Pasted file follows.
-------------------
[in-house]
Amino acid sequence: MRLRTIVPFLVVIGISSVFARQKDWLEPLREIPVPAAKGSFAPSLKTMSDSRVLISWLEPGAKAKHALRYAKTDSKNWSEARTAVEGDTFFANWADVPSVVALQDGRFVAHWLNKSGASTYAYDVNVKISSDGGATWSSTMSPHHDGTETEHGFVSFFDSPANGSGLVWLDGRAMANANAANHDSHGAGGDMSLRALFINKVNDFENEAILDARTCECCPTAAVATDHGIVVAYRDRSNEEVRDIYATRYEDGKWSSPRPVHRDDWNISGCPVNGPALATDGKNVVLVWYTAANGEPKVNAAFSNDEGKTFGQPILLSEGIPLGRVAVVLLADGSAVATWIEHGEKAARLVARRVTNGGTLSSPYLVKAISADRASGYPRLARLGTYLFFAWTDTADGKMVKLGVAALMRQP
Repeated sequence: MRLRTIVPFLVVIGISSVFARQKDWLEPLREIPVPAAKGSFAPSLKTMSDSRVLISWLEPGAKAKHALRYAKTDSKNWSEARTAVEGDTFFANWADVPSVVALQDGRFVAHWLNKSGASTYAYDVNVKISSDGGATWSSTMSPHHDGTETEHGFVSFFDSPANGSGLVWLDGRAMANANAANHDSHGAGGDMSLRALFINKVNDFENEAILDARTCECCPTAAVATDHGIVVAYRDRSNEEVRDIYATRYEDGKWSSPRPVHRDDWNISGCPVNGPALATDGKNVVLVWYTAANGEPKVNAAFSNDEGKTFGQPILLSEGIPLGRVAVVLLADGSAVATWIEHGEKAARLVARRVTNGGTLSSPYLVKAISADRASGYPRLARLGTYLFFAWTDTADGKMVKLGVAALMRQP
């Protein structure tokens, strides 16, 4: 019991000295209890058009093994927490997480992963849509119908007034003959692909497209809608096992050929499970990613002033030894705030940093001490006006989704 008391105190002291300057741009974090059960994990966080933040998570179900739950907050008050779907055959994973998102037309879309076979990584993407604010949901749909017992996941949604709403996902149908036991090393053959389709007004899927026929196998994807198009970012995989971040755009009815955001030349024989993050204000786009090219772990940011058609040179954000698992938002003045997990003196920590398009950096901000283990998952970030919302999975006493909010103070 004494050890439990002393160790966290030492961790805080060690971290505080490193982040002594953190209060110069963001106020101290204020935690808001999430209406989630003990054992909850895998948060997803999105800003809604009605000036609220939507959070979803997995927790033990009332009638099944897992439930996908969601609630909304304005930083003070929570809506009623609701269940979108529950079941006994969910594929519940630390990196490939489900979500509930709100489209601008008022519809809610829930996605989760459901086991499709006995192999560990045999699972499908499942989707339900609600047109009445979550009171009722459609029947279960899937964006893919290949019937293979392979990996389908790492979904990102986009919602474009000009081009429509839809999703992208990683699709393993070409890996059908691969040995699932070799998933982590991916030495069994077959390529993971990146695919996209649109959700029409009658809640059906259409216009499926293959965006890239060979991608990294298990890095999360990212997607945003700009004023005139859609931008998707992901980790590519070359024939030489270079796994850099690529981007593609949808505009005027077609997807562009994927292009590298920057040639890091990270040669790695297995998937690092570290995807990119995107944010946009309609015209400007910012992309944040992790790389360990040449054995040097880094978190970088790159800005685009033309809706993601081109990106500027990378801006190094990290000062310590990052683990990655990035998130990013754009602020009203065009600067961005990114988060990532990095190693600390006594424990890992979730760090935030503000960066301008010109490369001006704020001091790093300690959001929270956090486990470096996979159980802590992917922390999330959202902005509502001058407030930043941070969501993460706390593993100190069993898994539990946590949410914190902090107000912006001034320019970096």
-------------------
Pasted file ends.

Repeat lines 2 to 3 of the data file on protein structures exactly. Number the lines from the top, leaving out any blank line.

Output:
Amino acid sequence: MRLRTIVPFLVVIGISSVFARQKDWLEPLREIPVPAAKGSFAPSLKTMSDSRVLISWLEPGAKAKHALRYAKTDSKNWSEARTAVEGDTFFANWADVPSVVALQDGRFVAHWLNKSGASTYAYDVNVKISSDGGATWSSTMSPHHDGTETEHGFVSFFDSPANGSGLVWLDGRAMANANAANHDSHGAGGDMSLRALFINKVNDFENEAILDARTCECCPTAAVATDHGIVVAYRDRSNEEVRDIYATRYEDGKWSSPRPVHRDDWNISGCPVNGPALATDGKNVVLVWYTAANGEPKVNAAFSNDEGKTFGQPILLSEGIPLGRVAVVLLADGSAVATWIEHGEKAARLVARRVTNGGTLSSPYLVKAISADRASGYPRLARLGTYLFFAWTDTADGKMVKLGVAALMRQP
Repeated sequence: MRLRTIVPFLVVIGISSVFARQKDWLEPLREIPVPAAKGSFAPSLKTMSDSRVLISWLEPGAKAKHALRYAKTDSKNWSEARTAVEGDTFFANWADVPSVVALQDGRFVAHWLNKSGASTYAYDVNVKISSDGGATWSSTMSPHHDGTETEHGFVSFFDSPANGSGLVWLDGRAMANANAANHDSHGAGGDMSLRALFINKVNDFENEAILDARTCECCPTAAVATDHGIVVAYRDRSNEEVRDIYATRYEDGKWSSPRPVHRDDWNISGCPVNGPALATDGKNVVLVWYTAANGEPKVNAAFSNDEGKTFGQPILLSEGIPLGRVAVVLLADGSAVATWIEHGEKAARLVARRVTNGGTLSSPYLVKAISADRASGYPRLARLGTYLFFAWTDTADGKMVKLGVAALMRQP